The value of capturing diverse perspectives when setting decision triggers for threatened species management.

Published online
19 Feb 2024
Content type
Journal article
Journal title
Journal of Applied Ecology

Hilton, M. & Walsh, J. C. & Maloney, R. F. & Hansen, N. A. & Cook, C. N.
Contact email(s)

Publication language
Australia & New Zealand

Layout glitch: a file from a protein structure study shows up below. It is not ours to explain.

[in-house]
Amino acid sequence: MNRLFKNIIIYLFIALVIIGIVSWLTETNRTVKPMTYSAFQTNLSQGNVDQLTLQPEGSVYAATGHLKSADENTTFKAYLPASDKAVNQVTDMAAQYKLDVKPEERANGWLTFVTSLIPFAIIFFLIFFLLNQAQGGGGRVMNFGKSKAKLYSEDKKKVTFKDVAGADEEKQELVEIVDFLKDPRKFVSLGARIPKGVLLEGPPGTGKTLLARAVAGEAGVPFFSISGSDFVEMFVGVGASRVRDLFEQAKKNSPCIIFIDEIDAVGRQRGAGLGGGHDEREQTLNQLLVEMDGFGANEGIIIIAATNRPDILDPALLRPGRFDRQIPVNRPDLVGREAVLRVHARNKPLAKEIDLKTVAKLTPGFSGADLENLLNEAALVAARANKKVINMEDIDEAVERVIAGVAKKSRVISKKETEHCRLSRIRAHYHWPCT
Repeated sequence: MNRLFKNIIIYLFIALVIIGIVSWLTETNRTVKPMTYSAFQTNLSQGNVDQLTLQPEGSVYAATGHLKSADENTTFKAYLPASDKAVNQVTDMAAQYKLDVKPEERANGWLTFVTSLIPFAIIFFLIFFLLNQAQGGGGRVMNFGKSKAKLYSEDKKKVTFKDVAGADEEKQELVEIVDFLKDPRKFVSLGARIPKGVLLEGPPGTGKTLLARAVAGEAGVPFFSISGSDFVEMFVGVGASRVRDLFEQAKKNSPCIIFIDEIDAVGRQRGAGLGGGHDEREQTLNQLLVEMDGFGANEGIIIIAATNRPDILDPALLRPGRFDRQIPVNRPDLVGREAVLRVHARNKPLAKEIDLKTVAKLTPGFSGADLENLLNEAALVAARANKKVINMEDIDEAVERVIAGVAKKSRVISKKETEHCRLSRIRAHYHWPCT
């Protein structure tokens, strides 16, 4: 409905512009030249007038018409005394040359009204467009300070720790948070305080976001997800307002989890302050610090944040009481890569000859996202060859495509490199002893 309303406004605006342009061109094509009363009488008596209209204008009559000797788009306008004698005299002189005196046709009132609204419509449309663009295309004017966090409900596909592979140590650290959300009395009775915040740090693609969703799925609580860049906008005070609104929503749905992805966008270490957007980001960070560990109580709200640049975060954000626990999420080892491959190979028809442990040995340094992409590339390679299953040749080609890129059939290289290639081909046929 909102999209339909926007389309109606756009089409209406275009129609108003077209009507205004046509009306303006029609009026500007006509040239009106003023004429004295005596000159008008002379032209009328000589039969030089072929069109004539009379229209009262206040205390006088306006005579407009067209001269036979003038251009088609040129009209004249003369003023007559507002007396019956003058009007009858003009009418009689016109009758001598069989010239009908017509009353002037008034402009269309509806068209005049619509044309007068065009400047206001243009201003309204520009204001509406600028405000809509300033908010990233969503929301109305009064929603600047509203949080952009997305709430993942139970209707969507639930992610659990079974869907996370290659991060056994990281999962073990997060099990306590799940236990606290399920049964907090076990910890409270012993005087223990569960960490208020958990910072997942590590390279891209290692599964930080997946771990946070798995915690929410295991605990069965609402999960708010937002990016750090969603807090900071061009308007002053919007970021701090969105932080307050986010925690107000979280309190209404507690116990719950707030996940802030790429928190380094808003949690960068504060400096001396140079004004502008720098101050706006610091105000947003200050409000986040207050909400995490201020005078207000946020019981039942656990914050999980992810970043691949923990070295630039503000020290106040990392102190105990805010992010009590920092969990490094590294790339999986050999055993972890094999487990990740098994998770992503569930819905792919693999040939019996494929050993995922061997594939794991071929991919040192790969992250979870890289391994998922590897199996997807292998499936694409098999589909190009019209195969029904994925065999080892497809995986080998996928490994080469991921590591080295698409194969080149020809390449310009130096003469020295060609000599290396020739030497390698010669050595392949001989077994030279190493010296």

Conservation practitioners commonly work together in management teams, contributing expertise to the planning and decision-making associated with threatened species management. These groups may include individuals with different perspectives around if, when and how to implement management. Yet, rarely do we consider the value of discussion in shaping these perspectives, and thus management. Decision triggers can be used to formalise decisions around management and encourage teams to explore these decisions proactively. Previous research has identified how individual experts set decision triggers but there are no accepted approaches for capturing the expertise that exists across management teams when setting decision triggers. To address this gap, we developed an approach to formalise team deliberations about when and how to intervene if a decline in the condition of a threatened species were to be observed. Using a modified Delphi process, individual experts within a threatened species management team were asked to independently set trigger points and assign actions for the species. Then, as a group, experts discussed anonymised responses, enabling us to understand how group dynamics influenced the decision-making process. Experts had the opportunity to update their responses based on the group discussion, providing a rationale to support their decisions. We tested the approach with experts from teams managing threatened species across conservation organisations in Australia and New Zealand. We found that experts often updated their responses to incorporate issues raised by the group, demonstrating a willingness to integrate the perspectives of other team members. Experts tended to become more cautious after discussing their responses, setting additional trigger points and actions, and triggering actions sooner. Synthesis and applications: Our approach provides a structured process to formally integrate the range of perspectives and experience of groups of experts when setting trigger points and actions. This can help to address common biases that arise during unstructured decision-making, and ensure decision-making processes are transparent.

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